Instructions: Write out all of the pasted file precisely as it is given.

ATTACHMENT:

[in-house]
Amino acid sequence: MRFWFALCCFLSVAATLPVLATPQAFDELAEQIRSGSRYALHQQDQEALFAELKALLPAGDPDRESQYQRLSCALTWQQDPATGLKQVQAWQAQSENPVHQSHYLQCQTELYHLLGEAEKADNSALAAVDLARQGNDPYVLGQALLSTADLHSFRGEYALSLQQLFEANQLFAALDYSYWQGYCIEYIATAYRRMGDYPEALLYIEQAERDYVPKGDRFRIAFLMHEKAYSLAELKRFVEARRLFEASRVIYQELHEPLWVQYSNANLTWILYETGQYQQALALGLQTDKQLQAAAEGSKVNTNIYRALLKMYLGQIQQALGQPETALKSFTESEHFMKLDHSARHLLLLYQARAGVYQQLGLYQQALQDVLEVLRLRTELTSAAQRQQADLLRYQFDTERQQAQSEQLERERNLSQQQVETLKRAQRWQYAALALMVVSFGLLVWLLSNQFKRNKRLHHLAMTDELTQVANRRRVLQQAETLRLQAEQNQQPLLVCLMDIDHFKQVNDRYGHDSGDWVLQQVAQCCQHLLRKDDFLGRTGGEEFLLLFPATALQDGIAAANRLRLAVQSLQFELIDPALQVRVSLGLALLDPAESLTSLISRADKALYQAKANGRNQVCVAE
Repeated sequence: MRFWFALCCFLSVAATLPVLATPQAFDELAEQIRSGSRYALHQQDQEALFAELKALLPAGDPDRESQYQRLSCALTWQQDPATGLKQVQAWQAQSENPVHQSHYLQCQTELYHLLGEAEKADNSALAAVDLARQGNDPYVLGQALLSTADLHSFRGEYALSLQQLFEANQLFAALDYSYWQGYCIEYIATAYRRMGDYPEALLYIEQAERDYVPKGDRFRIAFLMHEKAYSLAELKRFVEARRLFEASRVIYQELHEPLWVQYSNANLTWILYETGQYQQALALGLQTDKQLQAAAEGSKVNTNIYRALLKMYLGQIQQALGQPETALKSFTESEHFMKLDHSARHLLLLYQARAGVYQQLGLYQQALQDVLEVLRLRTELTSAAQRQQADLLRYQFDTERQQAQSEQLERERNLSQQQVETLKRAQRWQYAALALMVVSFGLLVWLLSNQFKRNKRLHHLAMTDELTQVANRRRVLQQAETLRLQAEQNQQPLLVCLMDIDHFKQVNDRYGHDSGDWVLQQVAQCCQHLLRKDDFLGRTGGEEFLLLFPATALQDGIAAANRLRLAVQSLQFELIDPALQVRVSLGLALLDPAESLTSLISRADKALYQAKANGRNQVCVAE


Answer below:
[in-house]
Amino acid sequence: MRFWFALCCFLSVAATLPVLATPQAFDELAEQIRSGSRYALHQQDQEALFAELKALLPAGDPDRESQYQRLSCALTWQQDPATGLKQVQAWQAQSENPVHQSHYLQCQTELYHLLGEAEKADNSALAAVDLARQGNDPYVLGQALLSTADLHSFRGEYALSLQQLFEANQLFAALDYSYWQGYCIEYIATAYRRMGDYPEALLYIEQAERDYVPKGDRFRIAFLMHEKAYSLAELKRFVEARRLFEASRVIYQELHEPLWVQYSNANLTWILYETGQYQQALALGLQTDKQLQAAAEGSKVNTNIYRALLKMYLGQIQQALGQPETALKSFTESEHFMKLDHSARHLLLLYQARAGVYQQLGLYQQALQDVLEVLRLRTELTSAAQRQQADLLRYQFDTERQQAQSEQLERERNLSQQQVETLKRAQRWQYAALALMVVSFGLLVWLLSNQFKRNKRLHHLAMTDELTQVANRRRVLQQAETLRLQAEQNQQPLLVCLMDIDHFKQVNDRYGHDSGDWVLQQVAQCCQHLLRKDDFLGRTGGEEFLLLFPATALQDGIAAANRLRLAVQSLQFELIDPALQVRVSLGLALLDPAESLTSLISRADKALYQAKANGRNQVCVAE
Repeated sequence: MRFWFALCCFLSVAATLPVLATPQAFDELAEQIRSGSRYALHQQDQEALFAELKALLPAGDPDRESQYQRLSCALTWQQDPATGLKQVQAWQAQSENPVHQSHYLQCQTELYHLLGEAEKADNSALAAVDLARQGNDPYVLGQALLSTADLHSFRGEYALSLQQLFEANQLFAALDYSYWQGYCIEYIATAYRRMGDYPEALLYIEQAERDYVPKGDRFRIAFLMHEKAYSLAELKRFVEARRLFEASRVIYQELHEPLWVQYSNANLTWILYETGQYQQALALGLQTDKQLQAAAEGSKVNTNIYRALLKMYLGQIQQALGQPETALKSFTESEHFMKLDHSARHLLLLYQARAGVYQQLGLYQQALQDVLEVLRLRTELTSAAQRQQADLLRYQFDTERQQAQSEQLERERNLSQQQVETLKRAQRWQYAALALMVVSFGLLVWLLSNQFKRNKRLHHLAMTDELTQVANRRRVLQQAETLRLQAEQNQQPLLVCLMDIDHFKQVNDRYGHDSGDWVLQQVAQCCQHLLRKDDFLGRTGGEEFLLLFPATALQDGIAAANRLRLAVQSLQFELIDPALQVRVSLGLALLDPAESLTSLISRADKALYQAKANGRNQVCVAE